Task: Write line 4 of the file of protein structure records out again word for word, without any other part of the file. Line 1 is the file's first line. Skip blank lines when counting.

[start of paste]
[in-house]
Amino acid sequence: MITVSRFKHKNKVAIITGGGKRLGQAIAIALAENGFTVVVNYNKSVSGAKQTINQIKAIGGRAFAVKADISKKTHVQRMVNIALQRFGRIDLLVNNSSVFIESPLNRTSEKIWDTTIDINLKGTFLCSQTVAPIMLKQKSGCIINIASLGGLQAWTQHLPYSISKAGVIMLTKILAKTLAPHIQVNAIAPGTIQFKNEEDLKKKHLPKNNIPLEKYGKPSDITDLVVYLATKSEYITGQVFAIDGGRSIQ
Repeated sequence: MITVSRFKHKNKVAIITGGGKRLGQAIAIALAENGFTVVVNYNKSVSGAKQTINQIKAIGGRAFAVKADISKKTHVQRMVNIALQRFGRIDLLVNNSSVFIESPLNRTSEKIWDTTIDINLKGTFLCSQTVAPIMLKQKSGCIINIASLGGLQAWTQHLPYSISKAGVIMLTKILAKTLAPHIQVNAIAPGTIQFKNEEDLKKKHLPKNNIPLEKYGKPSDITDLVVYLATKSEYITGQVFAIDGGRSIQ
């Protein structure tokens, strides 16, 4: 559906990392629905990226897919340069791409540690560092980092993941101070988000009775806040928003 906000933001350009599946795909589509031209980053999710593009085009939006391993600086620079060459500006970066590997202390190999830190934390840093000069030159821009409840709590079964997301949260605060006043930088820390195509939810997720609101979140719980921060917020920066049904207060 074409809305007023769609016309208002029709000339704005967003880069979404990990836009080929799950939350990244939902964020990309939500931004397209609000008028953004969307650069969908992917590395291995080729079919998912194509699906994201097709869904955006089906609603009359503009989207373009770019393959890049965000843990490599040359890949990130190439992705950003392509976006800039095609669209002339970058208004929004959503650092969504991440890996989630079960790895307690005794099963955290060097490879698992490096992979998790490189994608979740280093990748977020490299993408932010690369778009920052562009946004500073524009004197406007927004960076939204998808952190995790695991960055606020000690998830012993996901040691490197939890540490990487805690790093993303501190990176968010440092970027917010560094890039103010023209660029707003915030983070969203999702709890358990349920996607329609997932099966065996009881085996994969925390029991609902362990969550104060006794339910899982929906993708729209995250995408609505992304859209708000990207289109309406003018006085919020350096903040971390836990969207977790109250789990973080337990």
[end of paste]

């Protein structure tokens, strides 16, 4: 559906990392629905990226897919340069791409540690560092980092993941101070988000009775806040928003 906000933001350009599946795909589509031209980053999710593009085009939006391993600086620079060459500006970066590997202390190999830190934390840093000069030159821009409840709590079964997301949260605060006043930088820390195509939810997720609101979140719980921060917020920066049904207060 074409809305007023769609016309208002029709000339704005967003880069979404990990836009080929799950939350990244939902964020990309939500931004397209609000008028953004969307650069969908992917590395291995080729079919998912194509699906994201097709869904955006089906609603009359503009989207373009770019393959890049965000843990490599040359890949990130190439992705950003392509976006800039095609669209002339970058208004929004959503650092969504991440890996989630079960790895307690005794099963955290060097490879698992490096992979998790490189994608979740280093990748977020490299993408932010690369778009920052562009946004500073524009004197406007927004960076939204998808952190995790695991960055606020000690998830012993996901040691490197939890540490990487805690790093993303501190990176968010440092970027917010560094890039103010023209660029707003915030983070969203999702709890358990349920996607329609997932099966065996009881085996994969925390029991609902362990969550104060006794339910899982929906993708729209995250995408609505992304859209708000990207289109309406003018006085919020350096903040971390836990969207977790109250789990973080337990």